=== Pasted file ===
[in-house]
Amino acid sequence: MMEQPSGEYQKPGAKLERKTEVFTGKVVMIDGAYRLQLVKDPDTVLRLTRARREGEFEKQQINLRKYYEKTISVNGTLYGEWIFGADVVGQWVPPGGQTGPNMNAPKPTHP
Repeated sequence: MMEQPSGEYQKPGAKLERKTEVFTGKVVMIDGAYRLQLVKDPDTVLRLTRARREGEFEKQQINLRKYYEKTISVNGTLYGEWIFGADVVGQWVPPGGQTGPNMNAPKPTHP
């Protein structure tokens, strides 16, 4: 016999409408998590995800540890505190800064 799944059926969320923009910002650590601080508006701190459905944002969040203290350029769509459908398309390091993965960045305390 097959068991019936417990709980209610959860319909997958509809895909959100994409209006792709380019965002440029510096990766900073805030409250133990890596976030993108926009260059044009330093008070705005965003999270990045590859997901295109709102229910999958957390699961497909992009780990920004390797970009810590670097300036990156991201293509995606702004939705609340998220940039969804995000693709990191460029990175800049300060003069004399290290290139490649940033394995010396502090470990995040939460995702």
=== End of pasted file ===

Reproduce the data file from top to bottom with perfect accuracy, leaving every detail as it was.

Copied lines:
[in-house]
Amino acid sequence: MMEQPSGEYQKPGAKLERKTEVFTGKVVMIDGAYRLQLVKDPDTVLRLTRARREGEFEKQQINLRKYYEKTISVNGTLYGEWIFGADVVGQWVPPGGQTGPNMNAPKPTHP
Repeated sequence: MMEQPSGEYQKPGAKLERKTEVFTGKVVMIDGAYRLQLVKDPDTVLRLTRARREGEFEKQQINLRKYYEKTISVNGTLYGEWIFGADVVGQWVPPGGQTGPNMNAPKPTHP
């Protein structure tokens, strides 16, 4: 016999409408998590995800540890505190800064 799944059926969320923009910002650590601080508006701190459905944002969040203290350029769509459908398309390091993965960045305390 097959068991019936417990709980209610959860319909997958509809895909959100994409209006792709380019965002440029510096990766900073805030409250133990890596976030993108926009260059044009330093008070705005965003999270990045590859997901295109709102229910999958957390699961497909992009780990920004390797970009810590670097300036990156991201293509995606702004939705609340998220940039969804995000693709990191460029990175800049300060003069004399290290290139490649940033394995010396502090470990995040939460995702």